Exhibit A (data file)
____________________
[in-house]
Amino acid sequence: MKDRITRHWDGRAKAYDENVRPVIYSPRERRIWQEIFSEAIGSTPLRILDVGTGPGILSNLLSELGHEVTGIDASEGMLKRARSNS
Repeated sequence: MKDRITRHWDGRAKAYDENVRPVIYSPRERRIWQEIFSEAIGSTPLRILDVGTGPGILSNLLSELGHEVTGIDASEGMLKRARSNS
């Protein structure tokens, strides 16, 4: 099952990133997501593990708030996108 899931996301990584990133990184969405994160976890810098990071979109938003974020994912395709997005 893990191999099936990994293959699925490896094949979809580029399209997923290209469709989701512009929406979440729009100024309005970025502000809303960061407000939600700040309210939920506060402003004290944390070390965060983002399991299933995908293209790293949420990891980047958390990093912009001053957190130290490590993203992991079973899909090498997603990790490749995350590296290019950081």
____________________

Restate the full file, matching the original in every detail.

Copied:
[in-house]
Amino acid sequence: MKDRITRHWDGRAKAYDENVRPVIYSPRERRIWQEIFSEAIGSTPLRILDVGTGPGILSNLLSELGHEVTGIDASEGMLKRARSNS
Repeated sequence: MKDRITRHWDGRAKAYDENVRPVIYSPRERRIWQEIFSEAIGSTPLRILDVGTGPGILSNLLSELGHEVTGIDASEGMLKRARSNS
């Protein structure tokens, strides 16, 4: 099952990133997501593990708030996108 899931996301990584990133990184969405994160976890810098990071979109938003974020994912395709997005 893990191999099936990994293959699925490896094949979809580029399209997923290209469709989701512009929406979440729009100024309005970025502000809303960061407000939600700040309210939920506060402003004290944390070390965060983002399991299933995908293209790293949420990891980047958390990093912009001053957190130290490590993203992991079973899909090498997603990790490749995350590296290019950081």